There is also a misconception that all devices record a given waveform in more-or-less the same way. We are often asked if it were indeed possible to reprogram a Relay or PQ meter sensitivity to capture the specific waveforms required for DFA analysis, could they then be used by DFA for this purpose? Unfortunately the answer is generally “no” and Power Solutions personnel have authored an academic research paper on this topic, which is available through the link below.
Fundamentally, each waveform recording device has its own “fingerprint” associated with its recordings, based on its analogue and digital hardware, and its software programming. We often are asked for parameters such as sample rates and bits of resolution as you have asked in this case. Those are both part of a device’s “fingerprint” but many additional factors come into play e.g. analogue or digital filtering applied in the device, the maximum record length of the device, the amount of noise introduced by the electronics in the device, etc.
The critical point is that the design of algorithms and waveform analytics, particularly of the kind required for advanced event analysis and classification, requires an understanding of the specific analogue and digital processing parameters of the device which captured the original waveform being classified. Said differently, if the same event were recorded by two separate devices (e.g., an SEL-351 and a Dranetz 61000), and the same analysis algorithms were run on the outputs from those two devices, there is no guarantee that the outputs would match. This means that using signals from a variety of devices will probably work sufficiently well for analysing and locating large conventional faults, but analysing and characterizing more subtle events, series arcing, repeat events and those events which the DFA can identify to a particular source, requires knowing and accounting for the peculiarities of individual waveform recording devices. This is important to understand, because it fundamentally affects the accuracy and operation of the DFA outputs. This is why we do not allow for the import of other device waveform recordings into the DFA for analysis.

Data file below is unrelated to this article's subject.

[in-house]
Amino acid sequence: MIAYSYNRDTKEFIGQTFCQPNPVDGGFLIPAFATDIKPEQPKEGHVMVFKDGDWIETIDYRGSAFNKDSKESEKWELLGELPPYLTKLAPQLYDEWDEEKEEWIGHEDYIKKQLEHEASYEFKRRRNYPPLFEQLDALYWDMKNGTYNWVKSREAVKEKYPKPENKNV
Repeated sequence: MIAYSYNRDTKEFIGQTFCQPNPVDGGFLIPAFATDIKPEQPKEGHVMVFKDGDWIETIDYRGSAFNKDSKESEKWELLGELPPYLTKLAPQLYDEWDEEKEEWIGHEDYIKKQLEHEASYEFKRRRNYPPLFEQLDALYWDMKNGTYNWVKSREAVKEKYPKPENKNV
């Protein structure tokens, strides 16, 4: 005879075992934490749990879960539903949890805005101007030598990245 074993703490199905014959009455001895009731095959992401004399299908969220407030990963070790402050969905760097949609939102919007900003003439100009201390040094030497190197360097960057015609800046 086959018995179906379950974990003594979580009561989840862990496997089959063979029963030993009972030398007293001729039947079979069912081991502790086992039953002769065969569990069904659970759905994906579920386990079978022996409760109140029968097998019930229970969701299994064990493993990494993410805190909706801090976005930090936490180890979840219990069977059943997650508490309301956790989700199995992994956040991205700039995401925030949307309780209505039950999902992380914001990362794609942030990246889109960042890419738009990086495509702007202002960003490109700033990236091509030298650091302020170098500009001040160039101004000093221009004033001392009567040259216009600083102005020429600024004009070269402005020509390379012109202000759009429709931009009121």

One final point. Even if all of the above could be overcome to allow for the DFA algorithms to operate to a satisfactory level of accuracy from multiple device sources, the DFA has been physically designed to take established analogue inputs and then to analyse, record and transmit relevant information to the Master Station. The design of the DFA does not facilitate the separation of the data capture, recording and analysis functions. Essentially, in its current form the DFA does not have the capability to import waveforms from other devices in isolation from its existing hardware. Such a change would be major design revision and not something which could be undertaken easily, cheaply or quickly.
How it Works
DFA devices, applied on a per-circuit basis at substation, continuously digitize waveforms from conventional CT’s and VT’s. Waveforms are recorded when anomalies are detected, even small anomalies that are ignored by conventional technologies. Advanced digital processing and patented analytical techniques, prepared from a library of over 1 million referenced issues recorded to date, are applied to each recorded waveform, with the intent of determining the power system event that caused the waveform anomaly. The techniques employed are biased so as to minimize false alarms. The substation DFA device then reports diagnosed events to a central master station, which then makes the information available to personnel, thus increasing their situational intelligence regarding the condition of the power system. The system architecture is inherently adaptable and upgradable as refinements are implemented.
Sampling rate is often asked about, sometimes in conjunction with the order of harmonics that can be resolved. The DFA sample rate is 256 points per cycle, which equates to 12,800 samples per second per channel on 50Hz systems, and is sufficient to capture the waveform data and characteristics of interest, although sample rate is not considered the most important aspect of the DFA’s data.
Also often asked is the number of bits of the DFA’s A/D converters. To answer this question properly, one must distinguish the A/D converter’s raw number of bits from its number of effective bits. An A/D converter can have a high raw bit count but, if its associated analogue circuitry is electrically noisy, a substantially smaller effective bit count, after the noise bits are considered and discarded.
Unfortunately most waveform recorders’ spec sheets provide only raw A/D bit counts and do not consider or reveal effective bits. Effective bits, also referred to as small-signal resolution, is necessary for detecting certain incipient failures, and DFA provides 18+ effective bits of resolution to make this possible. It should be noted that systems claiming to remove noise digitally, after conversion from analogue form to digital, may improve effective resolution for steady-state signals but cannot improve effective bits for transient signals, such as those important to detection of certain incipient faults and other transient conditions.
Results have been successfully recorded on line lengths of at least 200 km from the connection point to the line.